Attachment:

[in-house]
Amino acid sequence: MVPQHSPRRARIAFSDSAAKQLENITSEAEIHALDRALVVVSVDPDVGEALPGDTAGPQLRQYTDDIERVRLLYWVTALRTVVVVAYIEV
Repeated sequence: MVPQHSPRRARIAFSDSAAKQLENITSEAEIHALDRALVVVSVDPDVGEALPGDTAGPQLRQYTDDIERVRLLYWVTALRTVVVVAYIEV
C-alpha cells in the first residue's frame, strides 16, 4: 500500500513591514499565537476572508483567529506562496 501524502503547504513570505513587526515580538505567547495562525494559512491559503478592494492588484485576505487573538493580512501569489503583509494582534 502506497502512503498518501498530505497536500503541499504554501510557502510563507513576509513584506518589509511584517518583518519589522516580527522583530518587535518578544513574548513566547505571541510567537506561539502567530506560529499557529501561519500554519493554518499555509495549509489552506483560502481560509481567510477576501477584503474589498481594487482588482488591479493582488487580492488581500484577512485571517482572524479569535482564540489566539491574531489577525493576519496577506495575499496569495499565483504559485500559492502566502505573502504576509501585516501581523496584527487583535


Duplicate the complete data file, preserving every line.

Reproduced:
[in-house]
Amino acid sequence: MVPQHSPRRARIAFSDSAAKQLENITSEAEIHALDRALVVVSVDPDVGEALPGDTAGPQLRQYTDDIERVRLLYWVTALRTVVVVAYIEV
Repeated sequence: MVPQHSPRRARIAFSDSAAKQLENITSEAEIHALDRALVVVSVDPDVGEALPGDTAGPQLRQYTDDIERVRLLYWVTALRTVVVVAYIEV
C-alpha cells in the first residue's frame, strides 16, 4: 500500500513591514499565537476572508483567529506562496 501524502503547504513570505513587526515580538505567547495562525494559512491559503478592494492588484485576505487573538493580512501569489503583509494582534 502506497502512503498518501498530505497536500503541499504554501510557502510563507513576509513584506518589509511584517518583518519589522516580527522583530518587535518578544513574548513566547505571541510567537506561539502567530506560529499557529501561519500554519493554518499555509495549509489552506483560502481560509481567510477576501477584503474589498481594487482588482488591479493582488487580492488581500484577512485571517482572524479569535482564540489566539491574531489577525493576519496577506495575499496569495499565483504559485500559492502566502505573502504576509501585516501581523496584527487583535